In the spirit of "Our Brother Joseph," can this discussion branch out so its not just a back and forth of two ideological themes?

Okay: my main point. People from each religion work together to address the needs of the traumatized. 

I apologize in advance for any naivete or lack of understanding of this complex situation, and hope that both Tim and JR Cosgrove will not delete me. bill





 
Brendan McGrath
7 years 5 months ago
Some thoughts on the "Ground Zero Mosque" - I've been saddened lately to read about all the problems the Church faces, how people are drifting from the Church, etc.  So I find myself being very sympathetic to and supportive of any increased presence of or commitment to so-called "organized religion."  I think it can only be good to have more mosques in the country, since hopefully it may prompt non-Muslim Americans to return to their religions (if they ever had any) - and ultimately, perhaps non-Catholics of any kind practicing their religions more would put pressure on Catholics to stay Catholic, to return to the Church, etc., etc.  That is what I ultimately want, and perhaps the "Ground Zero Mosque" could help advance that.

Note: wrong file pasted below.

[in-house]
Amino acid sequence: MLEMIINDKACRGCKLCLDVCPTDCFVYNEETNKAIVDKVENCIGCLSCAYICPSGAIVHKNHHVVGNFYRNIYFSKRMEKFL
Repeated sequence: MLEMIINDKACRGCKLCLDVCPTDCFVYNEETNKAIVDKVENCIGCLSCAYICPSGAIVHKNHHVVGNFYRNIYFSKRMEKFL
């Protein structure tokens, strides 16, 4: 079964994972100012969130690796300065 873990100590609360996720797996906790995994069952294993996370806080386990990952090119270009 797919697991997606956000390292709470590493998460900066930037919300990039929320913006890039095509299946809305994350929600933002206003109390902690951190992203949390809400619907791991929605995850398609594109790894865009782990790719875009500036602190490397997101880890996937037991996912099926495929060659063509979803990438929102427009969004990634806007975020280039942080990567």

I say build as many mosques as you want near Ground Zero, so it'll shame people from Christian backgrounds back into their churches, shame non-practicing Jewish people to return to their synagogues, etc., etc.  To do a humorous paraphrase of a common saying, "the answer to offensive prayer is not repression of prayer, but more prayer!"  ;) 

Of course, no prayer of any kind is offensive (well, OK, some prayers can be offensive, but any prayer no matter how offensive is good, since God will answer the underlying desire for God buried within it).  And to continue on that line of thought - shouldn't those families of 9/11 victims and any others who are offended by this community center/mosque be happy to see any prayers offered in close proximity to the site where so many lost their lives?  I mean, these people are praying to God - regardless of any errors or gaps in their beliefs about God from the perspective of Catholicism, they're still praying to God. 

Anyway, in closing, to Catholics who are upset about the "Ground Zero Mosque," stop protesting and say a novena.
Jim McCrea
7 years 5 months ago
"Tricky position he's in.  Whatever he says is bound to greatly displease someone."


The truth shall make you free, not comfortable.  Rabbi Lionel Blue, The Tablet, 8-12-95.
Jim McCrea
7 years 5 months ago
(Cross posted from Commonweal):


“Insensitivity” has become the acceptable word to use rather than the true expression: anti-Islamic prejudice.

I will continue to ask: how far from Ground Zero is far enough before an Islamic Cultural Center’s location is acceptable? (Forget Tennessee; who would want to build one there anyway?)

What about the Muslims who died on 9-11? Can only the non-Muslims dictate what is acceptable construction near (not on or at) Ground Zero?

Some interesting facts that poke holes in this Nativistic apoplectic fit: